Salisbury: In the End will City Council Half-Fund the Salisbury Police Department as the Fibrant Debacle Drains the City’s Life Blood?

Posted on May 17, 2017

Todd Paris, Staff Writer and Salisbury Attorney

♦ Readers of Rowan Free Press will remember the many times I’ve appeared before Salisbury City Council to testify regarding the disruption of the Salisbury Police Department due to council’s habit of paying the 2.4M annual deficit ($6,700.00 per day) with empty police positions. Each empty police position saves 100K per year. Nineteen empty positions saves the city $1.9 million dollars per year that can be applied towards the deficit.

After being stood up by Mayor Alexander earlier this year and led to say his Police Department did not need additional money, some subtle changes occurred two months back when Chief Stokes stepped up and requested an additional 900K to make SPD salaries competitive and thereby aid in acquisition of new officers and retention of those presently employed.

At the May 16, 2017 City Council Meeting Salisbury City Manager Lane Bailey asked for a 3.7 cent property tax increase for a SPD wage increase that is sorely needed. With the whopping 2.4 M annual Fibrant deficit, it is clear that a rise in taxes is the only way to start fixing the SPD while Fibrant hangs around. Our estimates are that one cent increase generates about $275,000.00. That figure times 3.7 is $1,017,500.00, so this seems enough to fund the pay normalization. While it will likely be spun as a “Public Safety Tax”, it’s clear it would not have been needed if the Fibrant debacle was never launched. This should be called what it is, “the Fibrant Tax.”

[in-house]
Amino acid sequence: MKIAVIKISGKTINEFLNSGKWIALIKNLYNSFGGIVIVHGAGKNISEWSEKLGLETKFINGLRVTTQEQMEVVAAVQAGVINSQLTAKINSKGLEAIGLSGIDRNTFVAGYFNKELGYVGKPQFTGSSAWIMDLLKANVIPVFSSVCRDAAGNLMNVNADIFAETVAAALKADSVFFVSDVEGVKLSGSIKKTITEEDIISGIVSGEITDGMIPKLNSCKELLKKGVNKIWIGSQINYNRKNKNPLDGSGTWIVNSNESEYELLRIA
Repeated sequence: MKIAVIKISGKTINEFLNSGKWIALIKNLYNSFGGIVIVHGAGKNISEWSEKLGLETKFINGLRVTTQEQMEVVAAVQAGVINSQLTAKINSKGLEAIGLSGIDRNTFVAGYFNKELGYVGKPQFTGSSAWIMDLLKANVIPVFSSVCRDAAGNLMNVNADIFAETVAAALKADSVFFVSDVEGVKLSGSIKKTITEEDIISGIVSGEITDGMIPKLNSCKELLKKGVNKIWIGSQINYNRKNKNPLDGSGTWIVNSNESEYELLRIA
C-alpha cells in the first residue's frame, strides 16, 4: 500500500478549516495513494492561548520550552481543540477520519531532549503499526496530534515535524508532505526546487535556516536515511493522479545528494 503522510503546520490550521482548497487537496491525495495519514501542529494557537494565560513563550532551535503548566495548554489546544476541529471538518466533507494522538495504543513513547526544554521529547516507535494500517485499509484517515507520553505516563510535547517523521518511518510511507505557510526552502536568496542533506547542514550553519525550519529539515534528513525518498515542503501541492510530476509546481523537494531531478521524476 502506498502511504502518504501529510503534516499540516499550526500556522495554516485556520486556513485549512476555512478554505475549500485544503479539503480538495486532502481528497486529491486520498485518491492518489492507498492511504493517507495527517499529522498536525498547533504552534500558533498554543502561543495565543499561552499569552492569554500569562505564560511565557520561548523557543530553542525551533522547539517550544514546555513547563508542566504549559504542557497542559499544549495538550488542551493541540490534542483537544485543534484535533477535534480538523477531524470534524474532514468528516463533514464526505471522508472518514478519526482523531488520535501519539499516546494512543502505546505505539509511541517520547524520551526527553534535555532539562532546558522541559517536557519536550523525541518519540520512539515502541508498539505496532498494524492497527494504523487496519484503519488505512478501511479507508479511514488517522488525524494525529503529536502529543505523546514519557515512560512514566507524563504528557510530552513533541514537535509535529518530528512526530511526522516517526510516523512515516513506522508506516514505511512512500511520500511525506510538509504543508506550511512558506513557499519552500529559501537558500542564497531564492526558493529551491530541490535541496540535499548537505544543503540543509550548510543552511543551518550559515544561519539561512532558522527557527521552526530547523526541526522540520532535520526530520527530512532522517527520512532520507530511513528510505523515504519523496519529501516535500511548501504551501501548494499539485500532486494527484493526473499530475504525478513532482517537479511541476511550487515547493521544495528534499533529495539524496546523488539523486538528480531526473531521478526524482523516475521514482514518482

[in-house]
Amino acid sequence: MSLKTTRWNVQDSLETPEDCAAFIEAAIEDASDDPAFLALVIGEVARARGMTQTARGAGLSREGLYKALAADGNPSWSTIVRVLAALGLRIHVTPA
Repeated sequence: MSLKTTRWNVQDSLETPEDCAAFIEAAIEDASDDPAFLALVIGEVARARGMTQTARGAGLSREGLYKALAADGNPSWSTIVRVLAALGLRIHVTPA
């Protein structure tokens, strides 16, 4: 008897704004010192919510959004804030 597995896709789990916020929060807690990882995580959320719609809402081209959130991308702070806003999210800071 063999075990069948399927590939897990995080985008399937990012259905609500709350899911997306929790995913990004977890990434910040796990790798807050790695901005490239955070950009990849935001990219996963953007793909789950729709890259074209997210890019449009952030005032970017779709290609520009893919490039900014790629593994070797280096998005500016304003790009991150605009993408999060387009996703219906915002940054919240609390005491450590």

The fly in the ointment is “the budget dance.” Managers typically ask for more than they want then wealthy tax-payers call and complain, and council “stands up to the manager” and passes something lesser. Usually, they all know ahead of time where the final number will fall. It’s like scripted political kabuki theater.

I wish we had unloaded Fibrant a few years back when we had the chance. Since the city is unable or unwilling to sell, lease, or shut down a failing enterprise fund that loses $2.4M per year, we have to replenish and repair SPD before the criminal element burns this town down.

Council should not mess this up with a half-funded effort. Remember, the real tax increase to fill the Fibrant hole in the deficit would have been close to ten cents.


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